Elana Sztokman, author of “When Rabbis Abuse: Power, Gender, and Status in the Dynamics of Sexual Abuse in Jewish Culture,” says Israeli and Jewish society and particularly the Orthodox community have recently begun to make real strides in the fight against sexual abuse — a previously taboo subject.

She credits some of this “grassroots awakening” and willingness to speak out against abuse to social media. Despite rabbinical mandates not to use social media for anything but religious studies — if at all — 64% of ultra-Orthodox Israelis are using the internet, compared with 28% in 2008, according to a December 2021 poll by the Israel Democracy Institute.

Online groups devoted to sexual abuse in the Jewish community, as well as groups devoted to women’s empowerment and activism, “are offering victims/survivors to connect with one another and to realize they’re not alone,” said Sztokman.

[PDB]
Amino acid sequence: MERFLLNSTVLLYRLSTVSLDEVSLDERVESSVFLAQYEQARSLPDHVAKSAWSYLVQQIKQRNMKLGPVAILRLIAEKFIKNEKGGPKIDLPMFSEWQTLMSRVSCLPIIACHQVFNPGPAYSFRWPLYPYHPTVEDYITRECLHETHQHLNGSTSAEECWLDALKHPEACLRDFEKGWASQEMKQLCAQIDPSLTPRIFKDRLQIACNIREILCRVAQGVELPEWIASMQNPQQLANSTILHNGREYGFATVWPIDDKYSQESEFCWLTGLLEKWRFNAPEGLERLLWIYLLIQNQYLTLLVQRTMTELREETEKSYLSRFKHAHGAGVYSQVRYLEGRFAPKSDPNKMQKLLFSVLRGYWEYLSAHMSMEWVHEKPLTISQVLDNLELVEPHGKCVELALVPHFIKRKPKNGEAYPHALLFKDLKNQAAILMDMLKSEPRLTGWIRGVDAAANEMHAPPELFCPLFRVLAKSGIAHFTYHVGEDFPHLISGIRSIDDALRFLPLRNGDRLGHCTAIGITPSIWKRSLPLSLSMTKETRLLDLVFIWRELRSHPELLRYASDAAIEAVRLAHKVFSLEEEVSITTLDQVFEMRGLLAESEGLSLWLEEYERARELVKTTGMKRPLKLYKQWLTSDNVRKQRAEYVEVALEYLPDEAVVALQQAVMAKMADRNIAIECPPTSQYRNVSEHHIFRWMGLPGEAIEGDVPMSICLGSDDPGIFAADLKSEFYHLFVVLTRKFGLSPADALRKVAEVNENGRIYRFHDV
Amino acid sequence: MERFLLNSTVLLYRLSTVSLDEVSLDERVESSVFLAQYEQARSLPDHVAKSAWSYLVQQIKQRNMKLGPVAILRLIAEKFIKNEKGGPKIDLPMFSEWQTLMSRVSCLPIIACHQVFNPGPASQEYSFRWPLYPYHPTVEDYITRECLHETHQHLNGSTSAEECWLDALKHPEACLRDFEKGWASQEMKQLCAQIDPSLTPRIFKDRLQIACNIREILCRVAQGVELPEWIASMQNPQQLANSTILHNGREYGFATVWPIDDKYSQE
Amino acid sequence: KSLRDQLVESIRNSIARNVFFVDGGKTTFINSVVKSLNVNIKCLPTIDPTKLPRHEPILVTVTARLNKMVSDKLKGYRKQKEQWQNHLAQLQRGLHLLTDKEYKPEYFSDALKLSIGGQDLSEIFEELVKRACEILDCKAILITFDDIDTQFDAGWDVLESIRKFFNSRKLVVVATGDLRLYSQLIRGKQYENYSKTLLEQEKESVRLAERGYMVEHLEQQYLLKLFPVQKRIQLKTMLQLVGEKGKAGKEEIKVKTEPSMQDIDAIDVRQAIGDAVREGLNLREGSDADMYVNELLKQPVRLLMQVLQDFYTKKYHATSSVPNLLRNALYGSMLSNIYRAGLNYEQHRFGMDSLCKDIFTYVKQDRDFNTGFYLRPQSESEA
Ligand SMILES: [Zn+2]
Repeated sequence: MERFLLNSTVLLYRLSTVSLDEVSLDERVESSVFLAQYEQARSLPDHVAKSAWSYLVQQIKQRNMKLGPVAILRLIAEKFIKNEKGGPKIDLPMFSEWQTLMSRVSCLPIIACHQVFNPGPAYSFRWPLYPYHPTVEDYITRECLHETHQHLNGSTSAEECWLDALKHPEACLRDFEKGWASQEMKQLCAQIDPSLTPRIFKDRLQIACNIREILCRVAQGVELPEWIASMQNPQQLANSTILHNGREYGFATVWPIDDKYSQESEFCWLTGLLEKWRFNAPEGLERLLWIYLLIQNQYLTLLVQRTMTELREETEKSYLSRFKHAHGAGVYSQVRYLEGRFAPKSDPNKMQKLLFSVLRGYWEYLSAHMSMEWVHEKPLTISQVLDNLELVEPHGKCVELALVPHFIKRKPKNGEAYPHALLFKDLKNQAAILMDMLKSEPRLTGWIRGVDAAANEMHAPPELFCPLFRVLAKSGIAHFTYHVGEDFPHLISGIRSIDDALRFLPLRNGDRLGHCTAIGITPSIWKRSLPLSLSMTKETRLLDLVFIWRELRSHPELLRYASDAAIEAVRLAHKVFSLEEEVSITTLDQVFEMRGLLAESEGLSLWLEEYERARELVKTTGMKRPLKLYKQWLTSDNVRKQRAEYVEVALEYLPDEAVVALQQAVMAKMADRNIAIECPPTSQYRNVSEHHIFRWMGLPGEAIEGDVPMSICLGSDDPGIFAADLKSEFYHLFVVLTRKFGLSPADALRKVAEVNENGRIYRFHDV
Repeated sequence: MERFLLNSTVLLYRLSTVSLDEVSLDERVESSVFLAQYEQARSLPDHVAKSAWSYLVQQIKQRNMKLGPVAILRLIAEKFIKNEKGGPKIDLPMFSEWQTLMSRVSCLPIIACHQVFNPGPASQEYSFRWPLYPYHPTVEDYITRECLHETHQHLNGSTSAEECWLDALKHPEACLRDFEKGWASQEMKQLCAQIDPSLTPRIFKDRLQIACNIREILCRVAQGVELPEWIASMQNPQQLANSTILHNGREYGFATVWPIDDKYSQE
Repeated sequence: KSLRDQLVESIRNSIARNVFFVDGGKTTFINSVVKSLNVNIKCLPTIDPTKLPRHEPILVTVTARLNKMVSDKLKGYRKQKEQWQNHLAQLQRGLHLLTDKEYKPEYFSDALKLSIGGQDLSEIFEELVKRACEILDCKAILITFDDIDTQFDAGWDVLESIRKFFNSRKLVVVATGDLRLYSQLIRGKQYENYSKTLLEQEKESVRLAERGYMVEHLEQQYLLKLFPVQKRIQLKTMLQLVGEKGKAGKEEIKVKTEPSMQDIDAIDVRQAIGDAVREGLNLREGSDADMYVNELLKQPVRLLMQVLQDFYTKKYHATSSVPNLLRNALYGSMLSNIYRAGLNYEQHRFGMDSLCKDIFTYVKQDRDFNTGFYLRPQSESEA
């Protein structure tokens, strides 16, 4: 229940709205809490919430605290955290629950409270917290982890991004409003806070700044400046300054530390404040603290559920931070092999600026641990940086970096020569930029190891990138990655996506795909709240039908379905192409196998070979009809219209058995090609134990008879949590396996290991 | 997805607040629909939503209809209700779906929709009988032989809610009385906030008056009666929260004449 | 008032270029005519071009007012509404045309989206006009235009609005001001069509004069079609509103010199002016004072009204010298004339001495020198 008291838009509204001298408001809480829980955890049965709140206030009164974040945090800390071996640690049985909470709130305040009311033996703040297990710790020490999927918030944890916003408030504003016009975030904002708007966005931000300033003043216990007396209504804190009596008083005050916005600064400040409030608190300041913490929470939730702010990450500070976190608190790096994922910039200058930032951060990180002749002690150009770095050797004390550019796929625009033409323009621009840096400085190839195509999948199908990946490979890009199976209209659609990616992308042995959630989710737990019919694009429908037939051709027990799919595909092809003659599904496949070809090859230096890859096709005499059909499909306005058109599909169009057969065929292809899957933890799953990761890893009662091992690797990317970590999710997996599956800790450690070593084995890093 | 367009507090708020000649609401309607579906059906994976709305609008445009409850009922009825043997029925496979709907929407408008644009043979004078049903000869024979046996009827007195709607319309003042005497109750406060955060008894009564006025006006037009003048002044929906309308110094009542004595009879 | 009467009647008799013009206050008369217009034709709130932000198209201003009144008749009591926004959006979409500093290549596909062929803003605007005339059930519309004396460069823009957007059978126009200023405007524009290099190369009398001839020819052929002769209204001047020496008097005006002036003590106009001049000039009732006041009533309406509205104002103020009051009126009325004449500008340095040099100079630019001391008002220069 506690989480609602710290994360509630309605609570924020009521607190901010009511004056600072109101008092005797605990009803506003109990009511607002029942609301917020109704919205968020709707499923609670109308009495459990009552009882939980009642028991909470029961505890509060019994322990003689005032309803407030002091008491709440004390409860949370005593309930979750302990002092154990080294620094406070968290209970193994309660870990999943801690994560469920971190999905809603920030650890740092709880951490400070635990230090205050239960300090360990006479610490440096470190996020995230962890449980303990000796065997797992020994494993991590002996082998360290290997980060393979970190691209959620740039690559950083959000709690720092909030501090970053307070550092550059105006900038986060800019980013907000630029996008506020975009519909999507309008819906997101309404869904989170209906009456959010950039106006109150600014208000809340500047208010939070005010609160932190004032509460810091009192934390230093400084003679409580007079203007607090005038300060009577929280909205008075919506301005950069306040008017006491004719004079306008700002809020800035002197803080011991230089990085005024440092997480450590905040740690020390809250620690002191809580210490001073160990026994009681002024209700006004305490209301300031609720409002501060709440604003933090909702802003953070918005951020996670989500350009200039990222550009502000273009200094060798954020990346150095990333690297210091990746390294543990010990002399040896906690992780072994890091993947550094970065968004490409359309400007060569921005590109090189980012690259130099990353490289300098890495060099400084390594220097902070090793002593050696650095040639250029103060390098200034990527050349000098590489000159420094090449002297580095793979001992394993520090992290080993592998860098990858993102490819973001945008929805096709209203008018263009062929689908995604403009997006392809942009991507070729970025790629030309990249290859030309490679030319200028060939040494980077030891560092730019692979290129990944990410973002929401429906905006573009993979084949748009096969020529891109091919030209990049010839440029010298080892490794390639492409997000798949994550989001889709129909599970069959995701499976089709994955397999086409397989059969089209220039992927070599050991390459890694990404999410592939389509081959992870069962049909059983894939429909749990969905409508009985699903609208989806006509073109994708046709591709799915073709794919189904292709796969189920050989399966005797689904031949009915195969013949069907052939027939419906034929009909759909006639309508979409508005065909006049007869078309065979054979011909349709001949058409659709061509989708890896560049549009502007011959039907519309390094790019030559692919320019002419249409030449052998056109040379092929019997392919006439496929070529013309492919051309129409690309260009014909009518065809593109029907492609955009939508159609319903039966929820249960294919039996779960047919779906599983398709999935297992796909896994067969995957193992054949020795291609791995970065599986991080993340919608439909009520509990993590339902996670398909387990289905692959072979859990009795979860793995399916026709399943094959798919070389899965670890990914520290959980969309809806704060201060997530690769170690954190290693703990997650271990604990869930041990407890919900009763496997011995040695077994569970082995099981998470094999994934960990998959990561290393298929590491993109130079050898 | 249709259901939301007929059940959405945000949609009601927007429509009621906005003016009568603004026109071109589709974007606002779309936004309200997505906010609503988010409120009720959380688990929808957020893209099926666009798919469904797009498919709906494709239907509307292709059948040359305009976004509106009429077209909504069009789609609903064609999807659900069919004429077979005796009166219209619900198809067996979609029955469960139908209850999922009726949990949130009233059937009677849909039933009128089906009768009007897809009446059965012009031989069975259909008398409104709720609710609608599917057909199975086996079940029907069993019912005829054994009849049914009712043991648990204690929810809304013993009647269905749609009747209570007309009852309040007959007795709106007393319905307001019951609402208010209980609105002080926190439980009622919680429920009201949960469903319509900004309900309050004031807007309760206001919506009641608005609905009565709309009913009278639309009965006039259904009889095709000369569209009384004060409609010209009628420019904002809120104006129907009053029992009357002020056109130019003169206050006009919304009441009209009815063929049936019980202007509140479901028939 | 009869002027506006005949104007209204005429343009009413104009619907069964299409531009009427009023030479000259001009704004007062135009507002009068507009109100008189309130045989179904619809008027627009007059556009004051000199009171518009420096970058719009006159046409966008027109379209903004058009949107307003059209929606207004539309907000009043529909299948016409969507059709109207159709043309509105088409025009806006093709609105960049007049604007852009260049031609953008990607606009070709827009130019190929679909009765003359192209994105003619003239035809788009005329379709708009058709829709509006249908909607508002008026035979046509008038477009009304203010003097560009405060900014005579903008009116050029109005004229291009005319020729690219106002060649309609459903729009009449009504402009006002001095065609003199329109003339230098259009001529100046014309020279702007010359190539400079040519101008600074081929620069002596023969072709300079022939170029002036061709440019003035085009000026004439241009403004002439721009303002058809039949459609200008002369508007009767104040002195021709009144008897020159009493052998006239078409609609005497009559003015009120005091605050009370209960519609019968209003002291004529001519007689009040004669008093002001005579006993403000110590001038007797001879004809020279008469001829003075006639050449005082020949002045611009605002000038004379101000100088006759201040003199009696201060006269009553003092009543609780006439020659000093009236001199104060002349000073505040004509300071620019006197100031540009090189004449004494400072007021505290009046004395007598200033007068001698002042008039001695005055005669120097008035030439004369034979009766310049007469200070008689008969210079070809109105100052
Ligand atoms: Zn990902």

Sztokman called it “a pivotal moment” when, late last year, Israel’s ultra-Orthodox community openly shunned Chaim Walder after a secular newspaper reported that the popular rabbi, therapist and bestselling author in the ultra-Orthodox community had been accused of abusing many of the boys, girls and women he treated.

After a trial in a religious court that included testimony from more than 20 of his alleged victims, many ultra-Orthodox and mainstream booksellers refused to sell his books, and he was called “a threat to society.”

Walder, who denied the charges, died by suicide in 2021.

The community’s widespread anger at Walder “was something very new” and paved the way for the outcry at the arrival of Lanner, Sztokman said.

Despite the victory over Lanner’s citizenship, Aaronson said Israel needs to remove legal loopholes that enable sexual offenders to live freely in Israel.

“If the police don’t investigate, or a minister can give someone a visa, then what’s the point?” she said.


RELATED: As Reform Jews investigate themselves, a reckoning over sexual abuse grows